Distributed Intellectual Product Rights Common Rights, Collective Rights and Intellectual Property
Distributed Intellectual Product Rights
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© 1999-2005
Nicholas Bentley

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Trading rights in intellectual property

I name my system ‘Distributed Intellectual Property Rights (DIPR)’ which is slightly longwinded but a more accurate than continuing to use the term copyright. Copying-rights only form a small part of the system.

In addition to recording and regulating the intellectual rights to the intellectual product, as described in the previous section, the DIPR system also considers the following requirements to be necessary for an effective scheme.

  • Recognise that it takes work to formulate and present a new idea or intellectual product and that the creator of that product has rights over their creation: the right to have it identified as their work, the right to trade in it with others.
  • Help users to identify the product and its creator and the consumer’s obligation to reward the creator for using the product.
  • Protect the free flow of information.
  • Use technology to make the legal route for obtaining the product easier than the illegal route!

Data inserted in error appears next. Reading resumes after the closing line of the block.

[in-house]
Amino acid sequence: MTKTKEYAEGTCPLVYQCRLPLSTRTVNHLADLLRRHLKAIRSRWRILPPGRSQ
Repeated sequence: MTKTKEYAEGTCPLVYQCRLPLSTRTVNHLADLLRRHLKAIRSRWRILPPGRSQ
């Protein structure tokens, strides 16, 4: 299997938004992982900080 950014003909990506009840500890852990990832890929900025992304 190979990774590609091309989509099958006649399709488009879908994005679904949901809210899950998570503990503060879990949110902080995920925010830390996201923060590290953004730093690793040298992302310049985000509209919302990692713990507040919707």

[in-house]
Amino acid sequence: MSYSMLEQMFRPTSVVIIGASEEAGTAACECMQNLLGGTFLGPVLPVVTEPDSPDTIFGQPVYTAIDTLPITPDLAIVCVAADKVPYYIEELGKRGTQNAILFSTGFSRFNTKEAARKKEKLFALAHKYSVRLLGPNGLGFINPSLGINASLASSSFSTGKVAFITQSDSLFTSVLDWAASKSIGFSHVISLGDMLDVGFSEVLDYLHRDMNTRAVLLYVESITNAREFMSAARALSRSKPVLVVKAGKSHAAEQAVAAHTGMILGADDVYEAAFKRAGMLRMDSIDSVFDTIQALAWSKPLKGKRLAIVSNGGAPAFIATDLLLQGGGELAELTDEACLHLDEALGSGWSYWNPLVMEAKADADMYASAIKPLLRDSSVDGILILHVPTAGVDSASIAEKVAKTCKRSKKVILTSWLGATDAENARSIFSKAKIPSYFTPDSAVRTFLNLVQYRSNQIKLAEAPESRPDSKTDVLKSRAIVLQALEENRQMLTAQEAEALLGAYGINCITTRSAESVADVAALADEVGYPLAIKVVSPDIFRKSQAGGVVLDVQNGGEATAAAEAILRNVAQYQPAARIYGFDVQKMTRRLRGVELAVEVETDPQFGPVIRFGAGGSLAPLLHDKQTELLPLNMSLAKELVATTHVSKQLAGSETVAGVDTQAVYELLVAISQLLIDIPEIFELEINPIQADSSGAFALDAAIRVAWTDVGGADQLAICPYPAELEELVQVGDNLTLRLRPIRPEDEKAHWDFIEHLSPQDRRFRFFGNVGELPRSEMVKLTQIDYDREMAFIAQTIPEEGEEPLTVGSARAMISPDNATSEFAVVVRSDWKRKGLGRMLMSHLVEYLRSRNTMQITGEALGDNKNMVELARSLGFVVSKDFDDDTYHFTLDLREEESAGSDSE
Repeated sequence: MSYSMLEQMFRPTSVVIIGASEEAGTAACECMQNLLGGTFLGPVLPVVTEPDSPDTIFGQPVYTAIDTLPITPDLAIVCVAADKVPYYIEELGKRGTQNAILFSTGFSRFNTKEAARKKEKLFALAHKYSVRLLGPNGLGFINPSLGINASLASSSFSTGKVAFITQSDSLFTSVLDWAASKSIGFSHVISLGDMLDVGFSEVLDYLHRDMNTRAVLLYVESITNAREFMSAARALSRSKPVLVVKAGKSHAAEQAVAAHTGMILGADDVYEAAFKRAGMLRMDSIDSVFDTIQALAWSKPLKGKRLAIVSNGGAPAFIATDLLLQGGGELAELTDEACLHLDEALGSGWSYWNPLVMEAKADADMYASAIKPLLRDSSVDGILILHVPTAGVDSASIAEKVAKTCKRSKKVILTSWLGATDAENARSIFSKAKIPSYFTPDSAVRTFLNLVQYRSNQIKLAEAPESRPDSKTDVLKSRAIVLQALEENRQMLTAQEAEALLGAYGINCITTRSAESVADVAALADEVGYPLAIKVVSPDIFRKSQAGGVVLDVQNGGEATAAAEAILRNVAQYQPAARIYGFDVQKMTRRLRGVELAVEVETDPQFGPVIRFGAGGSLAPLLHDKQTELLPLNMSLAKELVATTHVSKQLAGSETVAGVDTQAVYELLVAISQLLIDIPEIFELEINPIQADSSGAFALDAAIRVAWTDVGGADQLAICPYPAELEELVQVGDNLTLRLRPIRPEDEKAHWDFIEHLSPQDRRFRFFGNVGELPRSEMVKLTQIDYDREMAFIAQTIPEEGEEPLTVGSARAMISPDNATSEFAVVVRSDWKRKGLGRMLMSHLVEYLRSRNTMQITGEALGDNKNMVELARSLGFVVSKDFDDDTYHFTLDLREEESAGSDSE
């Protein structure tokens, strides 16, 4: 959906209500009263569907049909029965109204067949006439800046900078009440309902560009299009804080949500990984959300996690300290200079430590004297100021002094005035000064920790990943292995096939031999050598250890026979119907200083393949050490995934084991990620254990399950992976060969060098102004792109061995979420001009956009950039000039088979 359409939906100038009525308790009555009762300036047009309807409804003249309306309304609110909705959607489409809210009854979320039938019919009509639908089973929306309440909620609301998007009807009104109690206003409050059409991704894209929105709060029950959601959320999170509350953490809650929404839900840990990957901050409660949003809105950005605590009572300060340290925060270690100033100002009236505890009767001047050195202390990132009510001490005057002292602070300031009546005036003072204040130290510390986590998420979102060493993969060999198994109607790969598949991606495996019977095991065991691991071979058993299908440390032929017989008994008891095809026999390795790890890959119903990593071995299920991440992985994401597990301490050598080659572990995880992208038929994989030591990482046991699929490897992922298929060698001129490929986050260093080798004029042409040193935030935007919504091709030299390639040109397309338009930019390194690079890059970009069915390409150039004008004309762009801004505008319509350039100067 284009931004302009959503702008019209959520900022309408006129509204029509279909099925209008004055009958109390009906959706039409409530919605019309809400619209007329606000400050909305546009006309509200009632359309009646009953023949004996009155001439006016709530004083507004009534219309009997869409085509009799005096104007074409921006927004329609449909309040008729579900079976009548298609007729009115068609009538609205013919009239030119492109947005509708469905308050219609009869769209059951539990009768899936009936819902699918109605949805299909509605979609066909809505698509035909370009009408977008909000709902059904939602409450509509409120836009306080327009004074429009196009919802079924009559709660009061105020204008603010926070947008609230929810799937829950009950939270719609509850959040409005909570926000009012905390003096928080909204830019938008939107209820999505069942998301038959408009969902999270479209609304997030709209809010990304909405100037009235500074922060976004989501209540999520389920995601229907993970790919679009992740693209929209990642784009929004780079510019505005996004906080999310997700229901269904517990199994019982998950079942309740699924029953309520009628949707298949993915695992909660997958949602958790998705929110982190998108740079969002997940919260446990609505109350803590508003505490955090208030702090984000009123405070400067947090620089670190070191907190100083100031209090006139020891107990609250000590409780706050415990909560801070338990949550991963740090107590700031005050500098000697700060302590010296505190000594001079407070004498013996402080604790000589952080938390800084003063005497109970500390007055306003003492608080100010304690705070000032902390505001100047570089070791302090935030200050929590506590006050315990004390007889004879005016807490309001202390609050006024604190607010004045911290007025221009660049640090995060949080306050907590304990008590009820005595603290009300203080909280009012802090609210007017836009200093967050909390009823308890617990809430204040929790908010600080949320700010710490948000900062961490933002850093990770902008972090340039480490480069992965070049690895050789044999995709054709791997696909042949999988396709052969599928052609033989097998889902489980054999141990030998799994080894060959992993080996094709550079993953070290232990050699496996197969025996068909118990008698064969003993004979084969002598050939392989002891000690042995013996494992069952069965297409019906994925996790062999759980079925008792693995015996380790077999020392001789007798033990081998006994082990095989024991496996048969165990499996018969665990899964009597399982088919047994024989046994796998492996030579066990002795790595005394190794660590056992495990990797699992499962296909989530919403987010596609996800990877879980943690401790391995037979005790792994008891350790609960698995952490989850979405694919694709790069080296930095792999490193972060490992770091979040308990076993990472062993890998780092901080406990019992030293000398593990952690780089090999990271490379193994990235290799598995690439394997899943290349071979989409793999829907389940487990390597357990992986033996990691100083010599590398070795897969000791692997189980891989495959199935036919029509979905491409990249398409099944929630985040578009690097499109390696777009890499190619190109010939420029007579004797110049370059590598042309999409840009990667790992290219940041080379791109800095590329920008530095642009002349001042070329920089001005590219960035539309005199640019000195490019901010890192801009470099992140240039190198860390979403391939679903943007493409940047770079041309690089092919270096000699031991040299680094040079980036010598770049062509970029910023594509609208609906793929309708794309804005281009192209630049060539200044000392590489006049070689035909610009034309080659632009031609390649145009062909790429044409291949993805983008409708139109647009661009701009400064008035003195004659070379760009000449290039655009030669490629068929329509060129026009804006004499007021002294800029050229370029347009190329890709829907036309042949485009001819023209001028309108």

• Protect the rights and privacy of all parties: creators, artists, producers, distributors, and consumers.
  • Allow the new system to evolve from the today’s practices and standards in such a way that it can accommodate all current digital products as well as new formats. If possible the new system should include existing product identification systems and enhance or extend current Electronic Copyright Management Systems.
  • Use the open standards and interconnectivity of cyberspace to maximum advantage.

The first principle behind the DIPR system is that the acquisition of some identified rights in an intellectual product by a consumer will involve the creator/owner and the consumer exchanging unique identifications. These identifications will form part of the digital manifestation of the product and will also be recorded in secure databases as part of the regulation process. These unique, regulated, physical, identifications will re-establish a true physical component in the digital form of an intellectual product. Thus:

Digital product = intellectual component + physical identifiers

The creator will own one of these unique, tangible, identifiers which will identify them as the author and the principle rights holder and the consumer will own the second which in turn establishes their identified right to access the intangible intellectual component.

The second principle is that, after this exchange has been completed, unlimited copies in the name of this registered consumer are allowed, providing that the identifications and the product remain unmodified and intact.

In the following section I give a more detailed description of the system for regulating this exchange of identifications.

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© 1999-2007 Nicholas Bentley Updated: May 2007